=#2. Eduardo Escobar, 3B (318)

An unexpected contract extension recipient last winter, Escobar made the most of it, his 35 home-runs and 118 RBI leading the team in both categories. He does offer some position flexibility, making 31 starts at second, but was mostly entrenched at third. His switch-hitting proved a valuable commodity. Though better from the right-hand side, he still had an OPS over .800 batting southpaw, and kept his platoon split difference to double digits - a significant improvement over predecessor Jake Lamb. I’d be expecting more of the same for Escobar in 2019.

#4. Christian Walker, 1B (317)

We’ll never forget Paul Goldschmidt. But the breakout season enjoyed by Walker certainly made the transition to the post-Goldschmidt era, considerably easier to manage. After Lamb’s injury took him out of the expected platoon mix at first-base, Walker stepped up and took over. Across the five previous seasons, Walker had just 61 appearances, and was hitting .170 with six home-runs. You wouldn’t have none it, going by this year, where he batted .259 with 29 home-runs. If you’d bet at the start of the year his OPS would be better than Goldy’s, you’d have got long odds, but that’s what happened. Though probably even more than Marte, I’d like to see this proven not a fluke. Laying off high inside pitches would help.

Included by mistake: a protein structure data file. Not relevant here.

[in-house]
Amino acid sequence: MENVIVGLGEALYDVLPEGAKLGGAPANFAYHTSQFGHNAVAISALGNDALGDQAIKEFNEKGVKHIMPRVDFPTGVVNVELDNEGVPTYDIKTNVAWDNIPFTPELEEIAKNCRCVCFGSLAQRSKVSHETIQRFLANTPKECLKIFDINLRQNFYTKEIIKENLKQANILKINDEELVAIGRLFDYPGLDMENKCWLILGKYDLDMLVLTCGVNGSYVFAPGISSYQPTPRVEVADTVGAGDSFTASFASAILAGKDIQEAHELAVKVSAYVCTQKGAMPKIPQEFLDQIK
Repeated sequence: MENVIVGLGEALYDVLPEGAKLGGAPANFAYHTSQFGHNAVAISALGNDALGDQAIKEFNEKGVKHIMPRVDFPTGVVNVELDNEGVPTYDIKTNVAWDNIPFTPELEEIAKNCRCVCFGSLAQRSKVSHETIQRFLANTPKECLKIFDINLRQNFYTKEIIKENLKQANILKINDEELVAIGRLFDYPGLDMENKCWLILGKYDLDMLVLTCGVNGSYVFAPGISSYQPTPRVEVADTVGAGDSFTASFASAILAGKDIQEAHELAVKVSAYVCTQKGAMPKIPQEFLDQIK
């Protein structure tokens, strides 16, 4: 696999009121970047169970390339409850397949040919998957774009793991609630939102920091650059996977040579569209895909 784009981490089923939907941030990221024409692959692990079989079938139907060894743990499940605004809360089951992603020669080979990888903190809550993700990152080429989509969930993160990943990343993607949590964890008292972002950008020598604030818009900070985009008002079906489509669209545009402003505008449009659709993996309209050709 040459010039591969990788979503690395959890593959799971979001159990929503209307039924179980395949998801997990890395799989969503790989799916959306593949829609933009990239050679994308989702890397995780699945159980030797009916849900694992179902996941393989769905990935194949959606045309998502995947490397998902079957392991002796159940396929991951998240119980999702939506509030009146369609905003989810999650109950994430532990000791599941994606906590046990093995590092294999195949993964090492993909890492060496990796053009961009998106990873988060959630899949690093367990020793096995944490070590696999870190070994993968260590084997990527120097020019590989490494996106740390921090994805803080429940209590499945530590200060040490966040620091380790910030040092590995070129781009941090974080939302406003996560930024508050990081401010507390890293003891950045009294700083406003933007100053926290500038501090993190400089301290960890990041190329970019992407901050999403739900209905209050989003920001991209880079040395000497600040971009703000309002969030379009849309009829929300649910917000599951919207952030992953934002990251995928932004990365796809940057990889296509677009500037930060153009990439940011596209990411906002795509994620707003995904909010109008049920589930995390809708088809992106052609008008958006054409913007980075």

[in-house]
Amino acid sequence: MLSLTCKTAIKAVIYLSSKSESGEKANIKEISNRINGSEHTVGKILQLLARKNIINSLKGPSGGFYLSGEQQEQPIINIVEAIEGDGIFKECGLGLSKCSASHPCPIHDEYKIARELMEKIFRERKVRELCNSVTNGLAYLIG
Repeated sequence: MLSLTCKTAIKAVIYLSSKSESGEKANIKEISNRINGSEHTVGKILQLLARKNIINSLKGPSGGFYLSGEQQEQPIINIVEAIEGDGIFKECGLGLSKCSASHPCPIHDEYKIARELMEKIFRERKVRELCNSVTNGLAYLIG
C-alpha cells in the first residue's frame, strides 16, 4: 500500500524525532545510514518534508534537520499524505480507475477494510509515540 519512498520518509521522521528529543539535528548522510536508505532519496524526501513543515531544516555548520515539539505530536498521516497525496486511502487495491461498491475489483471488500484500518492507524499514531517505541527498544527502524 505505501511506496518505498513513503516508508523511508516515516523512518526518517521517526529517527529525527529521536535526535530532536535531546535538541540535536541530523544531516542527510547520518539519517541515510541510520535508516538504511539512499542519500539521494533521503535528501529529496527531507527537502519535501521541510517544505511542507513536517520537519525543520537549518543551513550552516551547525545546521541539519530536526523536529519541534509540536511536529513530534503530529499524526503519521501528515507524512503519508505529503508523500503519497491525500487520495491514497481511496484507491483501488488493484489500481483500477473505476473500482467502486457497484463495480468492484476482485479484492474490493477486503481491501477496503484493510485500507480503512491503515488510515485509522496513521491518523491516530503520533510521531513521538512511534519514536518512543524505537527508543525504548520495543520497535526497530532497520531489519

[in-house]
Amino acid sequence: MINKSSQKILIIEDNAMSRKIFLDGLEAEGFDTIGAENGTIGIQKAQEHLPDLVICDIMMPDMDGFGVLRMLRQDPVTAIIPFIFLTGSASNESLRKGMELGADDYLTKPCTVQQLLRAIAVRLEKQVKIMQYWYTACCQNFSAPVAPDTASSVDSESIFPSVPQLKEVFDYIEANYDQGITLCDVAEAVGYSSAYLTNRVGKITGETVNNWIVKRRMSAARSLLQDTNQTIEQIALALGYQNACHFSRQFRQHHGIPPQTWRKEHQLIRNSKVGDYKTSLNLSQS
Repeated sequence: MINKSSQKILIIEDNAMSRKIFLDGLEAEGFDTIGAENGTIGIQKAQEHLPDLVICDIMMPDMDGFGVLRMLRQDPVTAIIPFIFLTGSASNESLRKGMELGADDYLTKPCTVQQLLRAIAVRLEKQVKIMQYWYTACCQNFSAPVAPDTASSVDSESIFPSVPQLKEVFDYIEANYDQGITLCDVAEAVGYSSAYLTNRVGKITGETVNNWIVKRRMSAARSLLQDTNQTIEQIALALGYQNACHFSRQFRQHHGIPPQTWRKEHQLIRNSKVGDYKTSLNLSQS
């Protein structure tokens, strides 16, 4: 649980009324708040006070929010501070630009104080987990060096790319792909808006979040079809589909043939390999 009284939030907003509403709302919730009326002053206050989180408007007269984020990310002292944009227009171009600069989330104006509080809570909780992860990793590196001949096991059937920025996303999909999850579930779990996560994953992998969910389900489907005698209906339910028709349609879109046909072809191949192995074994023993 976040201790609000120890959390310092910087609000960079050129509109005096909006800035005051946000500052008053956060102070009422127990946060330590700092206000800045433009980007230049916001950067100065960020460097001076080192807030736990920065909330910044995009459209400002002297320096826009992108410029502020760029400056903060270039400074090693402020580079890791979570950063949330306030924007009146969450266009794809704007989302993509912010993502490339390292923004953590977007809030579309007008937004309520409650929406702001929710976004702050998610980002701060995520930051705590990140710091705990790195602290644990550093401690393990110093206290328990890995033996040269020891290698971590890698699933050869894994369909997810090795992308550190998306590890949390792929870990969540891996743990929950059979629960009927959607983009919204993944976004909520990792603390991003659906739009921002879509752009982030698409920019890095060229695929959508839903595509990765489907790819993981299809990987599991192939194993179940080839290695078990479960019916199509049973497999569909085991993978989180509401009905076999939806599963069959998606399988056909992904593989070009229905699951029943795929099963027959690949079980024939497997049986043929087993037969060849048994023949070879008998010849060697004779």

#5. Carson Kelly, C (315)

The highest ranked new arrival on the Diamondbacks in 2019, Kelly delivered everything we could have wanted. Like Walker, he saw a huge jump in playing time at the major-league level, and his OPS of .826 was beaten among regular Arizona catchers (min. 300 PA) only by Miguel Montero in franchise history, most recently in 2012. At 25, he is still a work in progress in terms of his defense, and there did seem evidence that he simply got worn down over the course of a full season. After his OPS peaked at .924 on August 12, Kelly batted .173/.309/.235 in his final 29 games. Being able to sustain his early effectiveness for a full six months should lock up the position for the foreseeable future.

#6. David Peralta, LF (301)